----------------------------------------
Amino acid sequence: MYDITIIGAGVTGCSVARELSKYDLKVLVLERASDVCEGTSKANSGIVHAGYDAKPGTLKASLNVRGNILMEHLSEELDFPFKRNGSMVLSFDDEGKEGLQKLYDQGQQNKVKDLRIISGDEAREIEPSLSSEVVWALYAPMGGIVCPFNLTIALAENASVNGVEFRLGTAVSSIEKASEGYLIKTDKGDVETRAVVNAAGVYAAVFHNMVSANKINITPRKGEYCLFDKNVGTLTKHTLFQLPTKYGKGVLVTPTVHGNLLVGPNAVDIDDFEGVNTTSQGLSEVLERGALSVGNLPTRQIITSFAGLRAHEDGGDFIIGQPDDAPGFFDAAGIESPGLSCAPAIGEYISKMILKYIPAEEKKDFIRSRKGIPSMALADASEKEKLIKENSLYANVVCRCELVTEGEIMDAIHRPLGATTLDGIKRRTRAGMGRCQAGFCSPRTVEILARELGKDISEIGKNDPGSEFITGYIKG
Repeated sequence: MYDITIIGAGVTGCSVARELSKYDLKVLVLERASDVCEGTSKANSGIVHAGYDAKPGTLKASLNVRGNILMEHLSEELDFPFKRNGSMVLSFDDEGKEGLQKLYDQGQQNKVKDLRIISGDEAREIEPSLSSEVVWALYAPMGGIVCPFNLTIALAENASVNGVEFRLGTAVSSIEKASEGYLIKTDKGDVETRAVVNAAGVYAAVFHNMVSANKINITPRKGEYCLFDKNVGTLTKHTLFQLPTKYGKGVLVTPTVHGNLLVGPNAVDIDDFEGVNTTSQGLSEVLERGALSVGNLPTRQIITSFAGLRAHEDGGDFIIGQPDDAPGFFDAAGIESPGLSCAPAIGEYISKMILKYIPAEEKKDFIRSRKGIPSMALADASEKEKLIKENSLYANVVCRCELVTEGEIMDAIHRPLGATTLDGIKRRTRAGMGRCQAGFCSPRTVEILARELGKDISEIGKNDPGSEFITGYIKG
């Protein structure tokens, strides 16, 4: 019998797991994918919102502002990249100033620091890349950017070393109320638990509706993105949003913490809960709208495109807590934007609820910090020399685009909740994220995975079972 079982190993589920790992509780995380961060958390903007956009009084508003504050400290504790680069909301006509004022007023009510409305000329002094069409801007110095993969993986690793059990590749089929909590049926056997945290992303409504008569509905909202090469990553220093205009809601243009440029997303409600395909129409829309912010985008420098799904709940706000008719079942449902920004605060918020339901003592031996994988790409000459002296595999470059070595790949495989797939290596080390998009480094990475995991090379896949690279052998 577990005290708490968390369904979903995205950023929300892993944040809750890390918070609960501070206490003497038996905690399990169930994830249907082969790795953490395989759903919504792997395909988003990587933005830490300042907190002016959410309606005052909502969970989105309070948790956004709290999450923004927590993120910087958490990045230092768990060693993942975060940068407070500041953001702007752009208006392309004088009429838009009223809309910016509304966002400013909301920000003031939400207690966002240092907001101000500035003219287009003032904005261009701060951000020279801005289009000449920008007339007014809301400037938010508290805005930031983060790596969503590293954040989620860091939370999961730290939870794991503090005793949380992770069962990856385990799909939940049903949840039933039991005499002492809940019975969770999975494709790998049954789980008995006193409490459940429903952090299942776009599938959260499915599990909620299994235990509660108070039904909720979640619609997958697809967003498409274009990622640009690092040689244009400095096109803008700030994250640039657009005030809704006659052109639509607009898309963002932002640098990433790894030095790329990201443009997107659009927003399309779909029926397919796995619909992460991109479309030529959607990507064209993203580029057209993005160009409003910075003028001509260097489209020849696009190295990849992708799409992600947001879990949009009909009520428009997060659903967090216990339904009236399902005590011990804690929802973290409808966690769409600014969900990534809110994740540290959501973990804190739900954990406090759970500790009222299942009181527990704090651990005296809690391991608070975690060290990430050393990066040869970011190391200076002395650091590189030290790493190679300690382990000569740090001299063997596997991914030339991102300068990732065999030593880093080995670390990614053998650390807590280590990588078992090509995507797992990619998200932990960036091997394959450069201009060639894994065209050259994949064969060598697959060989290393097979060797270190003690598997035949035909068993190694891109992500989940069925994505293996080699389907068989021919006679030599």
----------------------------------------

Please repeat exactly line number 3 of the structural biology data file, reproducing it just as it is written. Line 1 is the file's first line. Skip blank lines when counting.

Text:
């Protein structure tokens, strides 16, 4: 019998797991994918919102502002990249100033620091890349950017070393109320638990509706993105949003913490809960709208495109807590934007609820910090020399685009909740994220995975079972 079982190993589920790992509780995380961060958390903007956009009084508003504050400290504790680069909301006509004022007023009510409305000329002094069409801007110095993969993986690793059990590749089929909590049926056997945290992303409504008569509905909202090469990553220093205009809601243009440029997303409600395909129409829309912010985008420098799904709940706000008719079942449902920004605060918020339901003592031996994988790409000459002296595999470059070595790949495989797939290596080390998009480094990475995991090379896949690279052998 577990005290708490968390369904979903995205950023929300892993944040809750890390918070609960501070206490003497038996905690399990169930994830249907082969790795953490395989759903919504792997395909988003990587933005830490300042907190002016959410309606005052909502969970989105309070948790956004709290999450923004927590993120910087958490990045230092768990060693993942975060940068407070500041953001702007752009208006392309004088009429838009009223809309910016509304966002400013909301920000003031939400207690966002240092907001101000500035003219287009003032904005261009701060951000020279801005289009000449920008007339007014809301400037938010508290805005930031983060790596969503590293954040989620860091939370999961730290939870794991503090005793949380992770069962990856385990799909939940049903949840039933039991005499002492809940019975969770999975494709790998049954789980008995006193409490459940429903952090299942776009599938959260499915599990909620299994235990509660108070039904909720979640619609997958697809967003498409274009990622640009690092040689244009400095096109803008700030994250640039657009005030809704006659052109639509607009898309963002932002640098990433790894030095790329990201443009997107659009927003399309779909029926397919796995619909992460991109479309030529959607990507064209993203580029057209993005160009409003910075003028001509260097489209020849696009190295990849992708799409992600947001879990949009009909009520428009997060659903967090216990339904009236399902005590011990804690929802973290409808966690769409600014969900990534809110994740540290959501973990804190739900954990406090759970500790009222299942009181527990704090651990005296809690391991608070975690060290990430050393990066040869970011190391200076002395650091590189030290790493190679300690382990000569740090001299063997596997991914030339991102300068990732065999030593880093080995670390990614053998650390807590280590990588078992090509995507797992990619998200932990960036091997394959450069201009060639894994065209050259994949064969060598697959060989290393097979060797270190003690598997035949035909068993190694891109992500989940069925994505293996080699389907068989021919006679030599």